There’s a reason orcas are commonly called killer whales, and last month, three fishermen witnessed it firsthand.
In late September, Richard Baker and his 12-year-old son, Jackson, were fishing in New Zealand’s Hauraki Gulf when they saw a pod of orcas swimming near their boat, according to New Zealand website Stuff.
Jackson grabbed a camera and began filming the magical moment, but what he caught on camera instead was a deadly chase.
The orcas, as seen in the clips below, were hunting a dolphin for their next meal.
It’s not uncommon for them to feed on other species of dolphin, as well as several species of whale, sea lions and even the ocean’s supposed apex predator — great white sharks.
“They can take pretty much whatever they want,” John Ford, a research scientist and adjunct professor with the University of British Columbia’s Marine Mammal Research Unit, said in a 2011 interview with .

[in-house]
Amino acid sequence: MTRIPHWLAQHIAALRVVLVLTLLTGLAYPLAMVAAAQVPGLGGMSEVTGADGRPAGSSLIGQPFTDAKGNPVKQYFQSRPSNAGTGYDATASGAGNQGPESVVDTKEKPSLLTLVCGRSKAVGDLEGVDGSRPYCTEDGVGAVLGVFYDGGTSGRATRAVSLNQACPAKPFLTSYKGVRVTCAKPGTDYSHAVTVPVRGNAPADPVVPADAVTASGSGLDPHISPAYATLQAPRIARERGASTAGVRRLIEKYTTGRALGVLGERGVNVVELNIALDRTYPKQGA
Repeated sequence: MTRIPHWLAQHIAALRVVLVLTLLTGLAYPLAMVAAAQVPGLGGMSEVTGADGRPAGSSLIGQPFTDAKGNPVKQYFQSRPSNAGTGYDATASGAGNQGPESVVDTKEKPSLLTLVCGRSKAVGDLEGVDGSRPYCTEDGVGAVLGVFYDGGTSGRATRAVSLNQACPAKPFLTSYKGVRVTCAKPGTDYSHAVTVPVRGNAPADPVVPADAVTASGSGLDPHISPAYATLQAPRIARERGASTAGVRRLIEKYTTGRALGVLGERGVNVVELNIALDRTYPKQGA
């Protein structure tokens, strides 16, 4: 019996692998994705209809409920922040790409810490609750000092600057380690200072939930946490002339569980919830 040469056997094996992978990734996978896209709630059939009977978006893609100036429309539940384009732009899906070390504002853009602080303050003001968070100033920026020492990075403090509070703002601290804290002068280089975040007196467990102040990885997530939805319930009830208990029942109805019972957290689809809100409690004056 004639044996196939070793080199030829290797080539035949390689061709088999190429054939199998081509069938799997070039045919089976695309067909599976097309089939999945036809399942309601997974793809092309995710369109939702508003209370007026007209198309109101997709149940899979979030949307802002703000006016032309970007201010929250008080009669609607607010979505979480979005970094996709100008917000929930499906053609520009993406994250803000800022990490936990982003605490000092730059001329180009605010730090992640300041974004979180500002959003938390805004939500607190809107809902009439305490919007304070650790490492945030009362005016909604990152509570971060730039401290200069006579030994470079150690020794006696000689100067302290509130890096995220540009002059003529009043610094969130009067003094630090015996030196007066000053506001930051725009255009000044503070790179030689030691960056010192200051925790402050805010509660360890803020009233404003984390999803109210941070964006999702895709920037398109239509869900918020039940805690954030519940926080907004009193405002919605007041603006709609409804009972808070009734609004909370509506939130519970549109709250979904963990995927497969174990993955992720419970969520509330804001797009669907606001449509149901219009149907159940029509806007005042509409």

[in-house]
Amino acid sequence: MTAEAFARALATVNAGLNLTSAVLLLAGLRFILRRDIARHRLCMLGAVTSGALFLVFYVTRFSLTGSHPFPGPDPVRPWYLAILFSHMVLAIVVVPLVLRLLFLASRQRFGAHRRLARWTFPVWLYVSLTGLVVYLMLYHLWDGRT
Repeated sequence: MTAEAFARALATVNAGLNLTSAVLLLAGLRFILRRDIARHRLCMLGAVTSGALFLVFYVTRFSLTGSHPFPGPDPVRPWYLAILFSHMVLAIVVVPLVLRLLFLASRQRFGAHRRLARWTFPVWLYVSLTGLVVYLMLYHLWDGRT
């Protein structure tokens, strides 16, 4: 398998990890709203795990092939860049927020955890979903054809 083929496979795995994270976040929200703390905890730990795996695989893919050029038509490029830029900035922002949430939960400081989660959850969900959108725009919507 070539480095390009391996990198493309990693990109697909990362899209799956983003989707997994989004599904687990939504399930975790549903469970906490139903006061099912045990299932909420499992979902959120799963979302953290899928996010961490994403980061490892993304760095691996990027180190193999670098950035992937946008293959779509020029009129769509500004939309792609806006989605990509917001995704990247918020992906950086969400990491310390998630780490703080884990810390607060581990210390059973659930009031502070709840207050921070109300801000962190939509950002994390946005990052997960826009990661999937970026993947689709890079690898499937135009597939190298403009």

Orcas pursue their prey in pods of up to 40 individuals, although they have been known to frequent the Hauraki Gulf, where Jackson’s video was filmed, in pods of five to 15.
They also use a cooperative hunting technique, according to National Geographic.
“Each whale has a role,” Tiu Similä, a biologist and expert on orca hunting, told National Geographic of the orca hunting strategy.
“It’s like a ballet, so they have to move in a very coordinated way and communicate and make decisions about what to do next,” Similä said.
Full story: Huffington Post